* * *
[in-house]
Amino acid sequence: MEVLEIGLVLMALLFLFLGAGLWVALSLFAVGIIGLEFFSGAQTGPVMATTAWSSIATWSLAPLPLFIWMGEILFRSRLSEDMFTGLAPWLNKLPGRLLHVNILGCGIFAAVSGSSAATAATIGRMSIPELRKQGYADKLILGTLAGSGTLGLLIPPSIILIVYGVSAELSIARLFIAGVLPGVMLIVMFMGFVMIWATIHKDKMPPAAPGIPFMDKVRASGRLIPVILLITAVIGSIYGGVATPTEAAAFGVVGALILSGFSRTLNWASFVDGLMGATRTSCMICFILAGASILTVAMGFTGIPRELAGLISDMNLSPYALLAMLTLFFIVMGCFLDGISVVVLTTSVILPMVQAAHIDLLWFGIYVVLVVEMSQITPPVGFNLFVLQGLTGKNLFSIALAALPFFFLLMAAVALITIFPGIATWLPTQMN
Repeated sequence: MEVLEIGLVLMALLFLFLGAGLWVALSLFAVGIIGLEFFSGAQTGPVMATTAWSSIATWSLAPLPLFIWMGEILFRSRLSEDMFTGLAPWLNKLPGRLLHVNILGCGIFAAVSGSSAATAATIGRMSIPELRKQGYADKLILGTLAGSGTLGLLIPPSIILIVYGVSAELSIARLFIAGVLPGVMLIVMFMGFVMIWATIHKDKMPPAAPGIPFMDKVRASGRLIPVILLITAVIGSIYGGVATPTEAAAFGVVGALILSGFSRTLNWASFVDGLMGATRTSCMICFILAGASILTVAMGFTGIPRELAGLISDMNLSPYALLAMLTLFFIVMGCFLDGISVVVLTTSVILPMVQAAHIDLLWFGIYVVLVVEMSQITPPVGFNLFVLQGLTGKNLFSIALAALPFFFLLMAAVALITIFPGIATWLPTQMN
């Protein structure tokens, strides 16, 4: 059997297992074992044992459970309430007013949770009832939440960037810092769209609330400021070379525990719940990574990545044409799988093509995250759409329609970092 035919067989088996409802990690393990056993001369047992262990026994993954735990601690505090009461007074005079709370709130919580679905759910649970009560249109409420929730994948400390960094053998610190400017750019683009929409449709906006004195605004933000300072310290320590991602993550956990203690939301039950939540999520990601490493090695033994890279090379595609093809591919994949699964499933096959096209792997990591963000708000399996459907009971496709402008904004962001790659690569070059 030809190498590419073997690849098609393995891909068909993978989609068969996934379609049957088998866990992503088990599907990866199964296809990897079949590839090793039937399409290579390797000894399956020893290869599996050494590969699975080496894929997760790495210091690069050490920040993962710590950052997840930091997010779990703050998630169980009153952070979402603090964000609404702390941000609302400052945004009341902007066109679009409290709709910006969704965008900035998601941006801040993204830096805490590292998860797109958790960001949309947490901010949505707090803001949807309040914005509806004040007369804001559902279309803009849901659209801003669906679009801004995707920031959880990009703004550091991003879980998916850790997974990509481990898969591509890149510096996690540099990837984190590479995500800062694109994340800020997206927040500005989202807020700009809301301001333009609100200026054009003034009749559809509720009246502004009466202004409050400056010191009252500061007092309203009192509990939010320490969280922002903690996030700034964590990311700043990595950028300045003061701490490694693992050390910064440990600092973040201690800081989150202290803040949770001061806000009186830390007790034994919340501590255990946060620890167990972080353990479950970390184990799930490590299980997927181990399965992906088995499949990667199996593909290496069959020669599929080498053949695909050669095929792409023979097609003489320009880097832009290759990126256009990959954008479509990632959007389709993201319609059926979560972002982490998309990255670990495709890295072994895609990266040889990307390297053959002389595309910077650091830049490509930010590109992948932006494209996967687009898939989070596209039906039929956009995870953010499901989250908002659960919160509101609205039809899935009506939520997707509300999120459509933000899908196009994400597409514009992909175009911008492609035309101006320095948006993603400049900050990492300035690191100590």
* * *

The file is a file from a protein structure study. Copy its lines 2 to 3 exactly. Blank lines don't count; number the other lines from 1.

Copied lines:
Amino acid sequence: MEVLEIGLVLMALLFLFLGAGLWVALSLFAVGIIGLEFFSGAQTGPVMATTAWSSIATWSLAPLPLFIWMGEILFRSRLSEDMFTGLAPWLNKLPGRLLHVNILGCGIFAAVSGSSAATAATIGRMSIPELRKQGYADKLILGTLAGSGTLGLLIPPSIILIVYGVSAELSIARLFIAGVLPGVMLIVMFMGFVMIWATIHKDKMPPAAPGIPFMDKVRASGRLIPVILLITAVIGSIYGGVATPTEAAAFGVVGALILSGFSRTLNWASFVDGLMGATRTSCMICFILAGASILTVAMGFTGIPRELAGLISDMNLSPYALLAMLTLFFIVMGCFLDGISVVVLTTSVILPMVQAAHIDLLWFGIYVVLVVEMSQITPPVGFNLFVLQGLTGKNLFSIALAALPFFFLLMAAVALITIFPGIATWLPTQMN
Repeated sequence: MEVLEIGLVLMALLFLFLGAGLWVALSLFAVGIIGLEFFSGAQTGPVMATTAWSSIATWSLAPLPLFIWMGEILFRSRLSEDMFTGLAPWLNKLPGRLLHVNILGCGIFAAVSGSSAATAATIGRMSIPELRKQGYADKLILGTLAGSGTLGLLIPPSIILIVYGVSAELSIARLFIAGVLPGVMLIVMFMGFVMIWATIHKDKMPPAAPGIPFMDKVRASGRLIPVILLITAVIGSIYGGVATPTEAAAFGVVGALILSGFSRTLNWASFVDGLMGATRTSCMICFILAGASILTVAMGFTGIPRELAGLISDMNLSPYALLAMLTLFFIVMGCFLDGISVVVLTTSVILPMVQAAHIDLLWFGIYVVLVVEMSQITPPVGFNLFVLQGLTGKNLFSIALAALPFFFLLMAAVALITIFPGIATWLPTQMN